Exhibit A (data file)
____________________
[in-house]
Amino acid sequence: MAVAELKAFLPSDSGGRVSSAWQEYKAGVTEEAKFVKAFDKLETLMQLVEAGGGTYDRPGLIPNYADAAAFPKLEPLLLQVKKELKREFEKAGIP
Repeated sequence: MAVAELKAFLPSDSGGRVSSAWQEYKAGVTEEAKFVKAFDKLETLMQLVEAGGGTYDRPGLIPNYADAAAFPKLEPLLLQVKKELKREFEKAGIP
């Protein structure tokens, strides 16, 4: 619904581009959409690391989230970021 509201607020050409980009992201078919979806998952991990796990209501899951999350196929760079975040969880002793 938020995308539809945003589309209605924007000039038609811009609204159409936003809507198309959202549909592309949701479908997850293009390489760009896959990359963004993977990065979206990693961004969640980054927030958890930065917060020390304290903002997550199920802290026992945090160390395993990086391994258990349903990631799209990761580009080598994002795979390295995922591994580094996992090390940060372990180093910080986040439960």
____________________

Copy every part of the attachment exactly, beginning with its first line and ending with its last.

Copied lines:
[in-house]
Amino acid sequence: MAVAELKAFLPSDSGGRVSSAWQEYKAGVTEEAKFVKAFDKLETLMQLVEAGGGTYDRPGLIPNYADAAAFPKLEPLLLQVKKELKREFEKAGIP
Repeated sequence: MAVAELKAFLPSDSGGRVSSAWQEYKAGVTEEAKFVKAFDKLETLMQLVEAGGGTYDRPGLIPNYADAAAFPKLEPLLLQVKKELKREFEKAGIP
């Protein structure tokens, strides 16, 4: 619904581009959409690391989230970021 509201607020050409980009992201078919979806998952991990796990209501899951999350196929760079975040969880002793 938020995308539809945003589309209605924007000039038609811009609204159409936003809507198309959202549909592309949701479908997850293009390489760009896959990359963004993977990065979206990693961004969640980054927030958890930065917060020390304290903002997550199920802290026992945090160390395993990086391994258990349903990631799209990761580009080598994002795979390295995922591994580094996992090390940060372990180093910080986040439960």